In a new state-by-state study of price reporting provisions for medical services in America, over half of all U.S. states receive a failing grade. The report, which was compiled by two major American health care consulting firms, judges states based on both their price reporting laws and the availability of that information to the public — for instance, a state that requires providers to report the costs of every inpatient and outpatient procedure on a public website would get high marks. But as the following figure from the report shows, only New Hampshire and Massachusetts have any semblance of strong price reporting laws on their books, and the vast majority of states don’t even meet minimal standards:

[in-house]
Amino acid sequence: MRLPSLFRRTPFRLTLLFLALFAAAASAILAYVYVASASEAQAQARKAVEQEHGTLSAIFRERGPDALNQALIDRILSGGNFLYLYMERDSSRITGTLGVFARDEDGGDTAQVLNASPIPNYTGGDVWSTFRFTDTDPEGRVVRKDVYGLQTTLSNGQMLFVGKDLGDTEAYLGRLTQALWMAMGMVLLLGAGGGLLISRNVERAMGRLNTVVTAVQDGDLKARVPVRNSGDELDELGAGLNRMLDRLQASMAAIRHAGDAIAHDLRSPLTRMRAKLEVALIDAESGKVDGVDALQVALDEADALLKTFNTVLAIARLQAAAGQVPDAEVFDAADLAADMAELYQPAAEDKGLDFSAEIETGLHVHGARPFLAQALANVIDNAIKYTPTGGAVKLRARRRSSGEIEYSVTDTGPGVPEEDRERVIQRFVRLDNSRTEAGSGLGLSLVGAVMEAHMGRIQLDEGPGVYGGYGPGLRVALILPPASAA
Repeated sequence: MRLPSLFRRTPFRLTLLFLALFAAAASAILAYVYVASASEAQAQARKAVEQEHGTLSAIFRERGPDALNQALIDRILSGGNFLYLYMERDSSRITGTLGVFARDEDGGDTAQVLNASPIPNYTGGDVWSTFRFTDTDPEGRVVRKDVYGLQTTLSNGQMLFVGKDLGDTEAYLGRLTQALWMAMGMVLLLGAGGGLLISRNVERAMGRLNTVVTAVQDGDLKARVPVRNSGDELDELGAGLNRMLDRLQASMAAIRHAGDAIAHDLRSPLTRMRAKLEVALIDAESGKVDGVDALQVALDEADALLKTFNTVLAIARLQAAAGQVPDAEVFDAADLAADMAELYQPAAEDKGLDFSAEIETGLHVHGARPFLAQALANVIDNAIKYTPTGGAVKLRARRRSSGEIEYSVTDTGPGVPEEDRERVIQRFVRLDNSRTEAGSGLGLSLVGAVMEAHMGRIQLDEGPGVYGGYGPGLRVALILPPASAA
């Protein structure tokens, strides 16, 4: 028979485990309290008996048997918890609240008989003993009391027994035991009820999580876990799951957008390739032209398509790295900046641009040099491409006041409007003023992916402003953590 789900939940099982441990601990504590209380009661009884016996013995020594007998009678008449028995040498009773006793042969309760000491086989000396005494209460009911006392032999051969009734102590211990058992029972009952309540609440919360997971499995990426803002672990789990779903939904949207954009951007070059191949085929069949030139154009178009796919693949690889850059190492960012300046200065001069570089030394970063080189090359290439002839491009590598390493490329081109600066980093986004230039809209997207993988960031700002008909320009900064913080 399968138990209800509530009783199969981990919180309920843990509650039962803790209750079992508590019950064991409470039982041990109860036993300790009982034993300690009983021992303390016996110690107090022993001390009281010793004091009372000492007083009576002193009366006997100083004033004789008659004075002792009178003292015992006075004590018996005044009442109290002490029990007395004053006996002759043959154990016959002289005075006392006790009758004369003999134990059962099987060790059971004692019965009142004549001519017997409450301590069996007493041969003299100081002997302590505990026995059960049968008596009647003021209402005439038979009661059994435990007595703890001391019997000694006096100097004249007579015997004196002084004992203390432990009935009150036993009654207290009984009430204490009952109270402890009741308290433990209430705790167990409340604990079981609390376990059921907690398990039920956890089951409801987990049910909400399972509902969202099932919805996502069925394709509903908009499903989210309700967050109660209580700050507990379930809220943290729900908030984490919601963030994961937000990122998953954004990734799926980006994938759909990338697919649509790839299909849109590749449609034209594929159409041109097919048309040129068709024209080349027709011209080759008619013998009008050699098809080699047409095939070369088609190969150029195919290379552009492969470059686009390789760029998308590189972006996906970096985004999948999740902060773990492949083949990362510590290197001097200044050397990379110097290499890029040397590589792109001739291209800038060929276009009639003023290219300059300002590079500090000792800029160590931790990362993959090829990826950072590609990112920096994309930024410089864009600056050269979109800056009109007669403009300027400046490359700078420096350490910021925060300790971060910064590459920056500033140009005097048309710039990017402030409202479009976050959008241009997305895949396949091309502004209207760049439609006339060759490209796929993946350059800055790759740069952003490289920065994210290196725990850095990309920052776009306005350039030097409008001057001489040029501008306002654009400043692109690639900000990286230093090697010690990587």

In a letter at the beginning of the report, Health Care Incentives Improvement Institute Executive Director Francois de Brantes notes that as employers increasingly shift the cost of health care onto their workers by offering coverage through high-deductible health plans, “it is only fair and logical to ensure that consumers have the necessary quality and price information to make informed decisions about where to seek health care.”
Unfortunately, this transparency simply does not exist in the American health care industry, allowing providers to price gouge and leaving patients in the dark about why their care costs what it does. A recent Time investigation into price opacity in U.S. medical services revealed that a lack of strong public reporting provisions and consumer protections allows providers to charge their patients arbitrary and staggeringly inflated prices for their medical services, contributing heavily to rising health care costs.